Disaster preparedness is vital in dealing with the impacts of climate change on ecosystems like freshwater bodies and communities dependent on them. Freshwater lakes, such as the Keenjhar Lake in the Sindh province of Pakistan, provide fish, which is a major source of food and income for local communities. The impacts of climate change on freshwater ecosystem include increased frequency of floods, storms and changes in water temperature. These impacts have reduced the supply of fish in the water bodies and destroyed productive assets, thereby having detrimental impacts on the livelihoods of local fishermen.
The story of households engaged in livestock breeding is no different. Increased frequency of droughts and water-stressed conditions in the region has affected livestock productivity in areas like Thar and Chotiari. Natural disasters are responsible for increasing the incidence of vector borne diseases in animals and have resulted in loss of adapted animal genetic resources.
In order to mitigate these impacts, WWF-Pakistan, through generous support provided by CDKN and START, is carrying out a project titled, “Mainstreaming Disaster Risk Reduction (DRR) and Climate Adaptation (CCA) in the Indus Ecoregion”.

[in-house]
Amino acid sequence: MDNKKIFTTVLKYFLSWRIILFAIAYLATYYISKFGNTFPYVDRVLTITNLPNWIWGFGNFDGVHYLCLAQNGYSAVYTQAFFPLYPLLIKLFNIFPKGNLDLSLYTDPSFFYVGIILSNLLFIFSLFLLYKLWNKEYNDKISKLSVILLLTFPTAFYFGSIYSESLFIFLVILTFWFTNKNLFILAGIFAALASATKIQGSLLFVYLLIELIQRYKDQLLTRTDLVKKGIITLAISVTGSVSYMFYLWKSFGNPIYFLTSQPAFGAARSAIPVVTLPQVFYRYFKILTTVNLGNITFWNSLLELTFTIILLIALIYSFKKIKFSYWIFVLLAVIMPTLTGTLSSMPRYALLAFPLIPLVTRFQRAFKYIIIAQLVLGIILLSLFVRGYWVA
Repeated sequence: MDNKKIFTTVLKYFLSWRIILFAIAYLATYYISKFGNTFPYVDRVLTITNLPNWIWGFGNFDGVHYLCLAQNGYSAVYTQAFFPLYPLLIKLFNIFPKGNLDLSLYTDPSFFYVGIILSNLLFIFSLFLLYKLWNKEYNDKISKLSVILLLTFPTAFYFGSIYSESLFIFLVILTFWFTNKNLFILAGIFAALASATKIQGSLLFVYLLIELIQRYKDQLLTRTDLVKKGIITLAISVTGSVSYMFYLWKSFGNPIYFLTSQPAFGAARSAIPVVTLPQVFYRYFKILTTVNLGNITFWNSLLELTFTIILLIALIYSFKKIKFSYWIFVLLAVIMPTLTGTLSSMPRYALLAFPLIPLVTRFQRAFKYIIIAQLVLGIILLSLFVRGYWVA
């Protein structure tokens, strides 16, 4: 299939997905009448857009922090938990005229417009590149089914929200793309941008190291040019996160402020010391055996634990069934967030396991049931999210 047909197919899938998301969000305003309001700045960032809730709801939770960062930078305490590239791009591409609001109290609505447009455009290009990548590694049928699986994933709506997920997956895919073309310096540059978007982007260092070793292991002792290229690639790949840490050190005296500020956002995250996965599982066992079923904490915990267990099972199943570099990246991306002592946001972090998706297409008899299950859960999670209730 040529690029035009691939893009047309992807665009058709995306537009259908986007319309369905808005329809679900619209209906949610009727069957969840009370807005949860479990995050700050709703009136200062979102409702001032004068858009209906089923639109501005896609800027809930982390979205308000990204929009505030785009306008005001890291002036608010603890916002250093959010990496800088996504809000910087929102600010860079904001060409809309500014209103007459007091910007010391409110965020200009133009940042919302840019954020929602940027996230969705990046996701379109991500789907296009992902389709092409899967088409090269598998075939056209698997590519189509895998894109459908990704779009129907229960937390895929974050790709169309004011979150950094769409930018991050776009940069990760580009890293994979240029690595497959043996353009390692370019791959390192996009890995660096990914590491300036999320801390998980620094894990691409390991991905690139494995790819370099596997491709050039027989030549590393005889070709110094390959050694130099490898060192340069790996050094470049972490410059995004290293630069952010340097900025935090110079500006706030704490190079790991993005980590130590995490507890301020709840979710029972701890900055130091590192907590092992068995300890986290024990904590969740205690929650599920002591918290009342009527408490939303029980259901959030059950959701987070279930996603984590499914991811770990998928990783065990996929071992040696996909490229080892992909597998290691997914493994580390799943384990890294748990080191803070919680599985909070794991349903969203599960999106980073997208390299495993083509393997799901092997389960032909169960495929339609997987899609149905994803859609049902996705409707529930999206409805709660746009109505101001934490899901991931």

The project is working towards closing the policy gaps relating DRR and CCA through supplying scientific evidence to planners and policy makers on productivity losses associated with disasters and climate change impacts in the livestock and fisheries sectors. The findings have also been used to inform key government departments and line agencies about priority actions that are needed to mitigate economic losses in these sectors and how to make them more resilient.
Bottom-up measures in the project include training target communities in aquaculture techniques and incorporating their recommendations in a proposed provincial level disaster risk management plan for both sectors. The trainings have enabled community members to make necessary adjustments in their livelihoods to deal with climate change impacts. Fishermen, who implemented the aquaculture methods, had not only become self-sufficient, but were also able to earn profits by selling augmented fish stock. Techniques such as cage farming and pen ponds taught in the workshops have helped ensure a consistent supply of fish, and also, engaged the female members of the community.
In comparison, those who had not adapted were more vulnerable to changes in the climate and politics of the area. At the policy level, we find that gaps in disaster risk reduction planning and management exist. Absence of concrete plans and policies allows local politics to take precedence, which makes the local communities more vulnerable.
Here is a short video showcasing how the project is reaching out to communities and planners in the Indus Ecoregion to help them sustain livelihoods in face of increasing natural disasters and climate impacts: